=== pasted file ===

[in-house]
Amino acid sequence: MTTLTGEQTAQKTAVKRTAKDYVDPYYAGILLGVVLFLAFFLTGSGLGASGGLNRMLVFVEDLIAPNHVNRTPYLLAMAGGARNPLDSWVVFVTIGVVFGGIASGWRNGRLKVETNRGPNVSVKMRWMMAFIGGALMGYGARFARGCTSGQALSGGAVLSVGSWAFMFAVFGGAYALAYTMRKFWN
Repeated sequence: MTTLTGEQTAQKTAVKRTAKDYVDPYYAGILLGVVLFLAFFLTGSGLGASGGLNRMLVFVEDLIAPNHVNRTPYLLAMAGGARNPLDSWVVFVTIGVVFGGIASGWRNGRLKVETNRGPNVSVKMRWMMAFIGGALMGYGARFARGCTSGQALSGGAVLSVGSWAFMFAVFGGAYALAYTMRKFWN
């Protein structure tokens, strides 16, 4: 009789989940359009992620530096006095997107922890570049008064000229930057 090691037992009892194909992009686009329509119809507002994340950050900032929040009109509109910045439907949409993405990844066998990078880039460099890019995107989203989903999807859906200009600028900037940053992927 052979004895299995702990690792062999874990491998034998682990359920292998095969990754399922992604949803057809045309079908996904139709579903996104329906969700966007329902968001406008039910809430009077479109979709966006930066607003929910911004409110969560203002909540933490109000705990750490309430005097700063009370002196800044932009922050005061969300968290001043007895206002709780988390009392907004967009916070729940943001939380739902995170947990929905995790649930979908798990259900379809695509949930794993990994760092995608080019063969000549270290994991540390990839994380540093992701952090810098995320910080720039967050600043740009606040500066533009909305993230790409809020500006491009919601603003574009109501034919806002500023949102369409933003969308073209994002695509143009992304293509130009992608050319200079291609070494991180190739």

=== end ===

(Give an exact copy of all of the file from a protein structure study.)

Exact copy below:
[in-house]
Amino acid sequence: MTTLTGEQTAQKTAVKRTAKDYVDPYYAGILLGVVLFLAFFLTGSGLGASGGLNRMLVFVEDLIAPNHVNRTPYLLAMAGGARNPLDSWVVFVTIGVVFGGIASGWRNGRLKVETNRGPNVSVKMRWMMAFIGGALMGYGARFARGCTSGQALSGGAVLSVGSWAFMFAVFGGAYALAYTMRKFWN
Repeated sequence: MTTLTGEQTAQKTAVKRTAKDYVDPYYAGILLGVVLFLAFFLTGSGLGASGGLNRMLVFVEDLIAPNHVNRTPYLLAMAGGARNPLDSWVVFVTIGVVFGGIASGWRNGRLKVETNRGPNVSVKMRWMMAFIGGALMGYGARFARGCTSGQALSGGAVLSVGSWAFMFAVFGGAYALAYTMRKFWN
């Protein structure tokens, strides 16, 4: 009789989940359009992620530096006095997107922890570049008064000229930057 090691037992009892194909992009686009329509119809507002994340950050900032929040009109509109910045439907949409993405990844066998990078880039460099890019995107989203989903999807859906200009600028900037940053992927 052979004895299995702990690792062999874990491998034998682990359920292998095969990754399922992604949803057809045309079908996904139709579903996104329906969700966007329902968001406008039910809430009077479109979709966006930066607003929910911004409110969560203002909540933490109000705990750490309430005097700063009370002196800044932009922050005061969300968290001043007895206002709780988390009392907004967009916070729940943001939380739902995170947990929905995790649930979908798990259900379809695509949930794993990994760092995608080019063969000549270290994991540390990839994380540093992701952090810098995320910080720039967050600043740009606040500066533009909305993230790409809020500006491009919601603003574009109501034919806002500023949102369409933003969308073209994002695509143009992304293509130009992608050319200079291609070494991180190739």